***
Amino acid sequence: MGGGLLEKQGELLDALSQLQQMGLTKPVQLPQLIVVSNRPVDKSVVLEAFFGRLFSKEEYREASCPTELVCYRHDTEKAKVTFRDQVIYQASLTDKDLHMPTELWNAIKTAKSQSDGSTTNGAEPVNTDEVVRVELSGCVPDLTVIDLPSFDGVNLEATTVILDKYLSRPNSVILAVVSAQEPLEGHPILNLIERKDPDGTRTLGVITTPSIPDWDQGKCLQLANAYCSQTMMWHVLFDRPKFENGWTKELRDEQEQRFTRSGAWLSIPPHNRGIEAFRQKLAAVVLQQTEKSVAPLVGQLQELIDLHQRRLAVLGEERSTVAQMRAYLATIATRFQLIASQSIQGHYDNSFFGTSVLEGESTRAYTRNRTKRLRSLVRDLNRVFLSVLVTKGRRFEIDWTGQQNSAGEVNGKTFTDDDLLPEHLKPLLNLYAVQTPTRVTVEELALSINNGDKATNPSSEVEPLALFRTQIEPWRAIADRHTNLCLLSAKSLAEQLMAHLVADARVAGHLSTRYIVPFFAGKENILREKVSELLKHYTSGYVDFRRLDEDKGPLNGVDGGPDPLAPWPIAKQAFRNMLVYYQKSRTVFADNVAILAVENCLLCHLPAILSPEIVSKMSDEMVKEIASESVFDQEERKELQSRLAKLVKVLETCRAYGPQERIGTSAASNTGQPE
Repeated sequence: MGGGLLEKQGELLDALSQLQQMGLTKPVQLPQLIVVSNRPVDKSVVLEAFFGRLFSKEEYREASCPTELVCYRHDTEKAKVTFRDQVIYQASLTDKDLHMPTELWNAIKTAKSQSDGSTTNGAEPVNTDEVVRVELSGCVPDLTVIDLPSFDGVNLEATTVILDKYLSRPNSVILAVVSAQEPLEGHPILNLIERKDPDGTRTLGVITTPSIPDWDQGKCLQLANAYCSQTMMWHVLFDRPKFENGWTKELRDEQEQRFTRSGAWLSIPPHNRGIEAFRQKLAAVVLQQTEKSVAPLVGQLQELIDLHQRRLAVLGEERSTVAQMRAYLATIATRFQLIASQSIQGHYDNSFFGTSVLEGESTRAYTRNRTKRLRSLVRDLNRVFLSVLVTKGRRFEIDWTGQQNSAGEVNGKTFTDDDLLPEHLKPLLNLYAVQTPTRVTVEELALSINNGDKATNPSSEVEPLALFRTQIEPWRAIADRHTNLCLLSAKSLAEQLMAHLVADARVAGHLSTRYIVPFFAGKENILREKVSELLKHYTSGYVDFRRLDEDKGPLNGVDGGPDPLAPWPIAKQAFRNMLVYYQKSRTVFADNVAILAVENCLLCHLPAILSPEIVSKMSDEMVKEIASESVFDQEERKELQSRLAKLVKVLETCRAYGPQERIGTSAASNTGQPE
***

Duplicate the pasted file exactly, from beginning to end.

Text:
Amino acid sequence: MGGGLLEKQGELLDALSQLQQMGLTKPVQLPQLIVVSNRPVDKSVVLEAFFGRLFSKEEYREASCPTELVCYRHDTEKAKVTFRDQVIYQASLTDKDLHMPTELWNAIKTAKSQSDGSTTNGAEPVNTDEVVRVELSGCVPDLTVIDLPSFDGVNLEATTVILDKYLSRPNSVILAVVSAQEPLEGHPILNLIERKDPDGTRTLGVITTPSIPDWDQGKCLQLANAYCSQTMMWHVLFDRPKFENGWTKELRDEQEQRFTRSGAWLSIPPHNRGIEAFRQKLAAVVLQQTEKSVAPLVGQLQELIDLHQRRLAVLGEERSTVAQMRAYLATIATRFQLIASQSIQGHYDNSFFGTSVLEGESTRAYTRNRTKRLRSLVRDLNRVFLSVLVTKGRRFEIDWTGQQNSAGEVNGKTFTDDDLLPEHLKPLLNLYAVQTPTRVTVEELALSINNGDKATNPSSEVEPLALFRTQIEPWRAIADRHTNLCLLSAKSLAEQLMAHLVADARVAGHLSTRYIVPFFAGKENILREKVSELLKHYTSGYVDFRRLDEDKGPLNGVDGGPDPLAPWPIAKQAFRNMLVYYQKSRTVFADNVAILAVENCLLCHLPAILSPEIVSKMSDEMVKEIASESVFDQEERKELQSRLAKLVKVLETCRAYGPQERIGTSAASNTGQPE
Repeated sequence: MGGGLLEKQGELLDALSQLQQMGLTKPVQLPQLIVVSNRPVDKSVVLEAFFGRLFSKEEYREASCPTELVCYRHDTEKAKVTFRDQVIYQASLTDKDLHMPTELWNAIKTAKSQSDGSTTNGAEPVNTDEVVRVELSGCVPDLTVIDLPSFDGVNLEATTVILDKYLSRPNSVILAVVSAQEPLEGHPILNLIERKDPDGTRTLGVITTPSIPDWDQGKCLQLANAYCSQTMMWHVLFDRPKFENGWTKELRDEQEQRFTRSGAWLSIPPHNRGIEAFRQKLAAVVLQQTEKSVAPLVGQLQELIDLHQRRLAVLGEERSTVAQMRAYLATIATRFQLIASQSIQGHYDNSFFGTSVLEGESTRAYTRNRTKRLRSLVRDLNRVFLSVLVTKGRRFEIDWTGQQNSAGEVNGKTFTDDDLLPEHLKPLLNLYAVQTPTRVTVEELALSINNGDKATNPSSEVEPLALFRTQIEPWRAIADRHTNLCLLSAKSLAEQLMAHLVADARVAGHLSTRYIVPFFAGKENILREKVSELLKHYTSGYVDFRRLDEDKGPLNGVDGGPDPLAPWPIAKQAFRNMLVYYQKSRTVFADNVAILAVENCLLCHLPAILSPEIVSKMSDEMVKEIASESVFDQEERKELQSRLAKLVKVLETCRAYGPQERIGTSAASNTGQPE